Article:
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From Social Exclusion to Supported Inclusion: Adults with Intellectual Disability Discuss Their Lived Experiences of a Structured Social Group

From Social Exclusion to Supported Inclusion: Adults with Intellectual Disability Discuss Their... IntroductionBetter understanding the effects of social exclusion on adults with intellectual disability is a high priority for the community in terms of the social, health and economic costs that result as a consequence of social exclusion. Social exclusion, loneliness and a lack of friends present many people with intellectual disability with a health and well‐being triple jeopardy (McVilly et al. ). Social inclusion can be described as not only being present in a community, but also having meaningful social connections and participating in fulfilling social activities (Cummins & Lau ; Hall ; Overmars‐Marx et al. ). Participation in meaningful social activities has been demonstrated to have a significant positive impact on loneliness for people with intellectual disability (e.g. Stancliffe et al. ; Wilson et al. ). Yet, many people with intellectual disability remain socially isolated, and hence lonely, as they require support to access social opportunities and face added physical barriers. One major barrier for people with intellectual disability to regularly access and socialize with friends has been noted to be a lack of travel skills (Department of Health, ). Although the association is not clear, Gilmore & Cuskelly () suggested that the ramifications of loneliness and social exclusion could potentially contribute to http://www.deepdyve.com/assets/images/DeepDyve-Logo-lg.png Journal of Applied Research in Intellectual Disabilities Wiley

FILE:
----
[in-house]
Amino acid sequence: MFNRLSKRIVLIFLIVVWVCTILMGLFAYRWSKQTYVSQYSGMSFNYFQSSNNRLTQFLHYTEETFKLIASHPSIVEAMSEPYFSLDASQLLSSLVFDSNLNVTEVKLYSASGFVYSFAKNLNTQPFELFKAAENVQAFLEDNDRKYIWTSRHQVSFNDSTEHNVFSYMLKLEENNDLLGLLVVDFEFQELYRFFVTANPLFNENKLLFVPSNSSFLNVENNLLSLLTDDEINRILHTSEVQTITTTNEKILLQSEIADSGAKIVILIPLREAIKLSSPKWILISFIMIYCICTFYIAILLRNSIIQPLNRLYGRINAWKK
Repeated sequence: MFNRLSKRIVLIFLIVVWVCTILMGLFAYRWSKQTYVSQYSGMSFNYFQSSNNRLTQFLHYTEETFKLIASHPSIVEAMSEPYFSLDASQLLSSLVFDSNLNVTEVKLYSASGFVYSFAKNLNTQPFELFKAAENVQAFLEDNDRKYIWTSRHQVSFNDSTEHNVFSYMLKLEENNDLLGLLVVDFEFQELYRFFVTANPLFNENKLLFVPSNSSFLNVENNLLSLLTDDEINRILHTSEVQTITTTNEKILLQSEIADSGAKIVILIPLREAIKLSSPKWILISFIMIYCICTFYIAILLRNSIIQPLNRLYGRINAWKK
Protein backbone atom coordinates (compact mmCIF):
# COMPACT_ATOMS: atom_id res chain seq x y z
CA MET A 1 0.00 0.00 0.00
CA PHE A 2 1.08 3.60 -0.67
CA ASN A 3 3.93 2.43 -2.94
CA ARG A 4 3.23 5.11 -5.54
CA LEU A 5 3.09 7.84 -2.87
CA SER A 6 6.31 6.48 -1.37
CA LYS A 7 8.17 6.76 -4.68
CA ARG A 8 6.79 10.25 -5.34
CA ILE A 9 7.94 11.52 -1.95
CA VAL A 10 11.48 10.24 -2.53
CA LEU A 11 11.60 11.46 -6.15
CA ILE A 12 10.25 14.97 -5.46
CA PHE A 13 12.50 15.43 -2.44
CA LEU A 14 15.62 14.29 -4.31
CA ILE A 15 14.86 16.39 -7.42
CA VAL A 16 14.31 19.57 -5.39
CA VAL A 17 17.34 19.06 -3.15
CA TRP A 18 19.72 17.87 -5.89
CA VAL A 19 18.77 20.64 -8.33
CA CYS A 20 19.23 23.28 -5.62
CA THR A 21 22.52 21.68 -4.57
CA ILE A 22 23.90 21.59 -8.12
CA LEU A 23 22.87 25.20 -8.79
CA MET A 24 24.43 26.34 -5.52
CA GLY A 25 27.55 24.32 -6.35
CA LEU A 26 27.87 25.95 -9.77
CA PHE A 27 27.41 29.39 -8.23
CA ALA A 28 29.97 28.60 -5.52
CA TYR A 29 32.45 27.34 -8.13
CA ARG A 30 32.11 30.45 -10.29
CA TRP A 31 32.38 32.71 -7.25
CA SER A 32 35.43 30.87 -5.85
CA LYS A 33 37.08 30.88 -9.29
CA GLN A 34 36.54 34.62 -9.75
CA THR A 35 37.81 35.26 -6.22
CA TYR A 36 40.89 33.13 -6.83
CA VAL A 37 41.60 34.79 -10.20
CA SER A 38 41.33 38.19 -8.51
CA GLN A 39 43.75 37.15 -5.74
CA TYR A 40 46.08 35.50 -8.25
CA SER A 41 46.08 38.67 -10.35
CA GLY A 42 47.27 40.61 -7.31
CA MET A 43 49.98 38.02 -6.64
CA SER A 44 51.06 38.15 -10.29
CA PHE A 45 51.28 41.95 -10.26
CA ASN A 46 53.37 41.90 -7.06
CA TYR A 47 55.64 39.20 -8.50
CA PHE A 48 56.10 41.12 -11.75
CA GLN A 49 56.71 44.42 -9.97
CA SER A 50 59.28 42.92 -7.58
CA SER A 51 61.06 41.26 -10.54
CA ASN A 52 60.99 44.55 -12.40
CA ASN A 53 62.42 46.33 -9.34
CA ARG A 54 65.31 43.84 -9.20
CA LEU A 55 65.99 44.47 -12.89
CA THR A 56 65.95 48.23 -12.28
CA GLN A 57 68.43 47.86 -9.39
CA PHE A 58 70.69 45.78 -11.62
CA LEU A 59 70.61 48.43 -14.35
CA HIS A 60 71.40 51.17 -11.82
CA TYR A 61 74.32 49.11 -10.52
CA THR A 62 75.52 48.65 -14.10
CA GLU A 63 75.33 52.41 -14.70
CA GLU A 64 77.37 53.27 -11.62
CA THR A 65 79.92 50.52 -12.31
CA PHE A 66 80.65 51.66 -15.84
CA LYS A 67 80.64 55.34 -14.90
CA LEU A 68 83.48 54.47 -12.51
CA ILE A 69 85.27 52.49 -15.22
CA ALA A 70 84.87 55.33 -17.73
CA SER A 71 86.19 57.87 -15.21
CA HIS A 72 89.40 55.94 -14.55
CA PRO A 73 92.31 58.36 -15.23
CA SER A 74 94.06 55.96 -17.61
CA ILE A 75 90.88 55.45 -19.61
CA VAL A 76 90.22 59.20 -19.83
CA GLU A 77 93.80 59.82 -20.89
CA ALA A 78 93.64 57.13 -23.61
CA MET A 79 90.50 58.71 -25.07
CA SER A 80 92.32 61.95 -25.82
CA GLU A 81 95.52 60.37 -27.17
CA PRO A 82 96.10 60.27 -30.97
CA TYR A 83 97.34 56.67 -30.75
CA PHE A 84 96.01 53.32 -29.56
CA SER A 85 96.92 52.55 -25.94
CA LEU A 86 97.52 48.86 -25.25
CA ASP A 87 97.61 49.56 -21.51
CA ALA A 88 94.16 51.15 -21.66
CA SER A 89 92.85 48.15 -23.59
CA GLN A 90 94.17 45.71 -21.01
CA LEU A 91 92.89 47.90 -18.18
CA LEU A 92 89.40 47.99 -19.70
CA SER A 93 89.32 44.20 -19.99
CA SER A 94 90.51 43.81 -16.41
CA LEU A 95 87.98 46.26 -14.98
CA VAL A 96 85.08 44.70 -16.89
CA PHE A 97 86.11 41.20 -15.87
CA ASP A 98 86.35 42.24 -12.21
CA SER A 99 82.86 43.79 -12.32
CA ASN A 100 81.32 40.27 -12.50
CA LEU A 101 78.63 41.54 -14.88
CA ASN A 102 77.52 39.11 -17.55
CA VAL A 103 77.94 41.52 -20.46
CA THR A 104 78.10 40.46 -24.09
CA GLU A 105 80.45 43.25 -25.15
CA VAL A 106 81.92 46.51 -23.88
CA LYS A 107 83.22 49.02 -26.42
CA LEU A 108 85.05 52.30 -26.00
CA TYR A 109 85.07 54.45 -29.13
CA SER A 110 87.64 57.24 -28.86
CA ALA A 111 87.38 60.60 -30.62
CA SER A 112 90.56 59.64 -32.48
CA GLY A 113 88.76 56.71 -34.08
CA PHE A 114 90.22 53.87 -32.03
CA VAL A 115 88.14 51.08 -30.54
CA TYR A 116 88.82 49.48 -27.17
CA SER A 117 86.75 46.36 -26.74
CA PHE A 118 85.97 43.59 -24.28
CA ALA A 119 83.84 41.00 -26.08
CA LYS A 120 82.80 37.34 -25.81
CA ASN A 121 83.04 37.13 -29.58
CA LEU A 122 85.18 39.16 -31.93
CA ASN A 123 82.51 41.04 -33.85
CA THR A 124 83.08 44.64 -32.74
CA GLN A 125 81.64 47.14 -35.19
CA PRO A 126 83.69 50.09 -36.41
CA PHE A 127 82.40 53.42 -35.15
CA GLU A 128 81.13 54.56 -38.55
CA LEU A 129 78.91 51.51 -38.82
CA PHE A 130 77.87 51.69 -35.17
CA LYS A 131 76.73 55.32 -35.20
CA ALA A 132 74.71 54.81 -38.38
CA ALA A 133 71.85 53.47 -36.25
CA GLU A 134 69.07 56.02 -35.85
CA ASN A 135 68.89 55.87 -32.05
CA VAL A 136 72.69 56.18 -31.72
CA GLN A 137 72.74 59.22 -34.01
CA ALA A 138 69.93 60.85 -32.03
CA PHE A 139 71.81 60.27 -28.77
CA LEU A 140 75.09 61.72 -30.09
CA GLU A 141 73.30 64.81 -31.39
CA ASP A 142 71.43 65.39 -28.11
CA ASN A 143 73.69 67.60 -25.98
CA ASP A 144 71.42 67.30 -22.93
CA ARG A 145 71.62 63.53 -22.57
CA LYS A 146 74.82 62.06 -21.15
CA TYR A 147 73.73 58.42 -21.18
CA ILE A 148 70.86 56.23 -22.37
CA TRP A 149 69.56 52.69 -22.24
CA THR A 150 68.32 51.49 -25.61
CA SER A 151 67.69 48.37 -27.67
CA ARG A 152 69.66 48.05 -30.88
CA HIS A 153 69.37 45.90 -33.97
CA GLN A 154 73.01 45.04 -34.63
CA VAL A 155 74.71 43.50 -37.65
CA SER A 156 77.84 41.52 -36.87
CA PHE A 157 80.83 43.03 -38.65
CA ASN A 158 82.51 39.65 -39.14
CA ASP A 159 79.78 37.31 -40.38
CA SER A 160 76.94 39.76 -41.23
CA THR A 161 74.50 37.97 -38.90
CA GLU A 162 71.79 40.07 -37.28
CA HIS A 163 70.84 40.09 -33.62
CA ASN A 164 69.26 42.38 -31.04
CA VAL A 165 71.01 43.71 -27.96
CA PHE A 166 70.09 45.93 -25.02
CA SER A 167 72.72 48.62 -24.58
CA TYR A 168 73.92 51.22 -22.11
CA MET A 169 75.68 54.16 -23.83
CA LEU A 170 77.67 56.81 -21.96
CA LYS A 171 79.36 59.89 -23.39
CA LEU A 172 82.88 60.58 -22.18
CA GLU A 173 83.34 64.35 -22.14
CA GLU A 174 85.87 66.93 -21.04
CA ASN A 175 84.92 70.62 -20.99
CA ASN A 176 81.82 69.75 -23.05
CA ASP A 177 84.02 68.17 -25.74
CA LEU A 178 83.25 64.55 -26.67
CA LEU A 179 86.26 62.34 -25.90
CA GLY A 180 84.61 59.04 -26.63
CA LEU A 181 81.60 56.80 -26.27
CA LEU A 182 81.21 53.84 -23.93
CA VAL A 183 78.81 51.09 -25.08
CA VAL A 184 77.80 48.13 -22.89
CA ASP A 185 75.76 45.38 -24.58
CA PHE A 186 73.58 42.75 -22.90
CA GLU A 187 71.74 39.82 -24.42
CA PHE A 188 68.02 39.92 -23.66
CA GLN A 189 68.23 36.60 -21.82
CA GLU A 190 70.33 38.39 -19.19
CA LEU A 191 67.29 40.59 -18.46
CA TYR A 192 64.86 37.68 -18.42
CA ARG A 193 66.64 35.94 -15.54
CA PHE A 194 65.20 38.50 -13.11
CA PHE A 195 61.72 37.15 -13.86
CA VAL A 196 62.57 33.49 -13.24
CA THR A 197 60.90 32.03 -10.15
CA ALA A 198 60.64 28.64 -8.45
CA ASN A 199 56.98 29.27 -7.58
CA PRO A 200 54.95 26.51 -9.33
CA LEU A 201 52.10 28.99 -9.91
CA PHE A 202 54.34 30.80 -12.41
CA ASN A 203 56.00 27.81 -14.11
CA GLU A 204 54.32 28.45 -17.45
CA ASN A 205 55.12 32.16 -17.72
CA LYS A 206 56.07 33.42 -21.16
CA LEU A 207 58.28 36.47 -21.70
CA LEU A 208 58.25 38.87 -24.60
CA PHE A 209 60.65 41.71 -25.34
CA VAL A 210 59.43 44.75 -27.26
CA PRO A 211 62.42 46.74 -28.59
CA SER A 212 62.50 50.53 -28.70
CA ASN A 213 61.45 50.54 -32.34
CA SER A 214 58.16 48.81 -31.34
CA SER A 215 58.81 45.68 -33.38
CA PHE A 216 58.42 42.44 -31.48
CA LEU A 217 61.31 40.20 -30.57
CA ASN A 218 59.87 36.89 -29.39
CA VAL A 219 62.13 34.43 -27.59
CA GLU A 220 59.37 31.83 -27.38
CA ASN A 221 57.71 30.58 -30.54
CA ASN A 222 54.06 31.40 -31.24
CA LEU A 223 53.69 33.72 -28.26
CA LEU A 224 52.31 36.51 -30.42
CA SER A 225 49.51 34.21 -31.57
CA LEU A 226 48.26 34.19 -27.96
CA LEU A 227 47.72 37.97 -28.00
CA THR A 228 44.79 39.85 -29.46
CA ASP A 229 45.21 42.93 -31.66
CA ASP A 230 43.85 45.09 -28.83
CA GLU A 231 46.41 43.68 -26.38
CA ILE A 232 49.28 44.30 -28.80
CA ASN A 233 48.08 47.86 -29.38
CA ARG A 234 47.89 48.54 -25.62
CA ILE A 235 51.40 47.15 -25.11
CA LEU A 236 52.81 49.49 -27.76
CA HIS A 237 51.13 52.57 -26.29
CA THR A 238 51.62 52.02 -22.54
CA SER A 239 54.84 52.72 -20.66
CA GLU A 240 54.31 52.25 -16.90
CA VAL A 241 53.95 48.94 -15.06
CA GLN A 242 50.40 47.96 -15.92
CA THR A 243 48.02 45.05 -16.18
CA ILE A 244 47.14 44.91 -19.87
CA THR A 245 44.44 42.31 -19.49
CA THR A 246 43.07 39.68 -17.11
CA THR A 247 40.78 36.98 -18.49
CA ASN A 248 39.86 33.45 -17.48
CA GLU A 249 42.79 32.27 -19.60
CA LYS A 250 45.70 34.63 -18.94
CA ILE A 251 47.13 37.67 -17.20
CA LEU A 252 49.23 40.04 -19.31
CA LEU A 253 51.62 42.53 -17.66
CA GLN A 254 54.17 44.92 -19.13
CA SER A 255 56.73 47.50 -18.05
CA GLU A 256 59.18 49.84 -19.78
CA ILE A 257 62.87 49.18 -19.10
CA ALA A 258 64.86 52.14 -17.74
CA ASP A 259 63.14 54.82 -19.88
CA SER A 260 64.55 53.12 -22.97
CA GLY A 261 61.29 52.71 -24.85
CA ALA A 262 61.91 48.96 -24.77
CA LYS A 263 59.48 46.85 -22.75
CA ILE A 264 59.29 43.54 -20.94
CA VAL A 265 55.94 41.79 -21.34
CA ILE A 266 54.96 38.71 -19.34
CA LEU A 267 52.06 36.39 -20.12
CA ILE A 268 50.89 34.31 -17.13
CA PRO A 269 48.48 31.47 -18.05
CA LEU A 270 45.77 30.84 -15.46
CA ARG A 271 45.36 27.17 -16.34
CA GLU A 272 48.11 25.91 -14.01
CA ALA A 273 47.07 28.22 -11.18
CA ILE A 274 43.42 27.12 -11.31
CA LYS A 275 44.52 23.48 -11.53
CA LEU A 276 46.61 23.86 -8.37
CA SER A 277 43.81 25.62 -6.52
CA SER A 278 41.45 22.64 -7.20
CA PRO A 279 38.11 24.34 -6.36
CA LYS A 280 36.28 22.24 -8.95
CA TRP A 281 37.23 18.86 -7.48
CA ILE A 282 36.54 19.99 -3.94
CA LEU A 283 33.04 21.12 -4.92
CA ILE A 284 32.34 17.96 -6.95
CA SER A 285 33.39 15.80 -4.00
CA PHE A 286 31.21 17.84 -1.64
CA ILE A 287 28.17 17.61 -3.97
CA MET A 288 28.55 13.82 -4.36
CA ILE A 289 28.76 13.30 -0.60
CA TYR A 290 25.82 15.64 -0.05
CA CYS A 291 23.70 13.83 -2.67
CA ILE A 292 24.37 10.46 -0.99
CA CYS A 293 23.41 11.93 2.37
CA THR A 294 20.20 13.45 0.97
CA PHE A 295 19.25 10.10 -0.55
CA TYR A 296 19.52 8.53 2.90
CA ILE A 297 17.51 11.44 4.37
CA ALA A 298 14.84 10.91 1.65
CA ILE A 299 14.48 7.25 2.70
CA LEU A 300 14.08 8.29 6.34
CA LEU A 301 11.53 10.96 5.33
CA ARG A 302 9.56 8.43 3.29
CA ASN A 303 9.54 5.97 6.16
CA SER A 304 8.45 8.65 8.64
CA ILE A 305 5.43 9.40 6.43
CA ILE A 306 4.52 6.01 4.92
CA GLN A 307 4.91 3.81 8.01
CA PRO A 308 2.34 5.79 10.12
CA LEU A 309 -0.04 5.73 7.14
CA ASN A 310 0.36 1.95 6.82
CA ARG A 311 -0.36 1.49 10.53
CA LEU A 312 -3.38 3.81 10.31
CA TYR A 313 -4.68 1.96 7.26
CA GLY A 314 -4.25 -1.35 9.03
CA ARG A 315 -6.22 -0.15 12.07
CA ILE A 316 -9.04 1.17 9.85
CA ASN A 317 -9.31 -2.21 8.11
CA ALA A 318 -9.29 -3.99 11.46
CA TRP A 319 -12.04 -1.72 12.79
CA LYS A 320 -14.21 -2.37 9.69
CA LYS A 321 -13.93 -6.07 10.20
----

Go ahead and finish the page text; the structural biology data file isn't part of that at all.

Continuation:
From Social Exclusion to Supported Inclusion: Adults with Intellectual Disability Discuss Their Lived Experiences of a Structured Social Group

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References (33)

Publisher
Wiley
Copyright
Copyright © 2017 John Wiley & Sons Ltd
ISSN
1360-2322
eISSN
1468-3148
DOI
10.1111/jar.12275
pmid
27554436
Publisher site
See Article on Publisher Site

Abstract

IntroductionBetter understanding the effects of social exclusion on adults with intellectual disability is a high priority for the community in terms of the social, health and economic costs that result as a consequence of social exclusion. Social exclusion, loneliness and a lack of friends present many people with intellectual disability with a health and well‐being triple jeopardy (McVilly et al. ). Social inclusion can be described as not only being present in a community, but also having meaningful social connections and participating in fulfilling social activities (Cummins & Lau ; Hall ; Overmars‐Marx et al. ). Participation in meaningful social activities has been demonstrated to have a significant positive impact on loneliness for people with intellectual disability (e.g. Stancliffe et al. ; Wilson et al. ). Yet, many people with intellectual disability remain socially isolated, and hence lonely, as they require support to access social opportunities and face added physical barriers. One major barrier for people with intellectual disability to regularly access and socialize with friends has been noted to be a lack of travel skills (Department of Health, ). Although the association is not clear, Gilmore & Cuskelly () suggested that the ramifications of loneliness and social exclusion could potentially contribute to

Journal

Journal of Applied Research in Intellectual DisabilitiesWiley

Published: Sep 1, 2017

Keywords: ; ; ; ; ;

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